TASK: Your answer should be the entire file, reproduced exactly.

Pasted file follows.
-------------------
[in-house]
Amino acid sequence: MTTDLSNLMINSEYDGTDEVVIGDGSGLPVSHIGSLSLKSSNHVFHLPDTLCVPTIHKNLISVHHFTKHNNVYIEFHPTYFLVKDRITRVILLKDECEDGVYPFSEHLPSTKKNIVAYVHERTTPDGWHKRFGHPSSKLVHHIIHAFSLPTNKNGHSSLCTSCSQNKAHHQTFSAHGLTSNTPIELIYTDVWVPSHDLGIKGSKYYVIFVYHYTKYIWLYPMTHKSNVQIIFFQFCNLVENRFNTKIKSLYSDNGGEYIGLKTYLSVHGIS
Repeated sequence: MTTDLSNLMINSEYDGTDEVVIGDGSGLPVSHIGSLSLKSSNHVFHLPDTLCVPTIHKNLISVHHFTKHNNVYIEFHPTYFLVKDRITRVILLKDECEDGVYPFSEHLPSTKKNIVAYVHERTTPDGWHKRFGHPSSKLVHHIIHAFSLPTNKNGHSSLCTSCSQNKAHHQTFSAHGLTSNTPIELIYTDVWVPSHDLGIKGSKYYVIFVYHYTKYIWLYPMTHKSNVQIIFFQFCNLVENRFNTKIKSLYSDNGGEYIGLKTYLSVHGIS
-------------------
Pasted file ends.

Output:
[in-house]
Amino acid sequence: MTTDLSNLMINSEYDGTDEVVIGDGSGLPVSHIGSLSLKSSNHVFHLPDTLCVPTIHKNLISVHHFTKHNNVYIEFHPTYFLVKDRITRVILLKDECEDGVYPFSEHLPSTKKNIVAYVHERTTPDGWHKRFGHPSSKLVHHIIHAFSLPTNKNGHSSLCTSCSQNKAHHQTFSAHGLTSNTPIELIYTDVWVPSHDLGIKGSKYYVIFVYHYTKYIWLYPMTHKSNVQIIFFQFCNLVENRFNTKIKSLYSDNGGEYIGLKTYLSVHGIS
Repeated sequence: MTTDLSNLMINSEYDGTDEVVIGDGSGLPVSHIGSLSLKSSNHVFHLPDTLCVPTIHKNLISVHHFTKHNNVYIEFHPTYFLVKDRITRVILLKDECEDGVYPFSEHLPSTKKNIVAYVHERTTPDGWHKRFGHPSSKLVHHIIHAFSLPTNKNGHSSLCTSCSQNKAHHQTFSAHGLTSNTPIELIYTDVWVPSHDLGIKGSKYYVIFVYHYTKYIWLYPMTHKSNVQIIFFQFCNLVENRFNTKIKSLYSDNGGEYIGLKTYLSVHGIS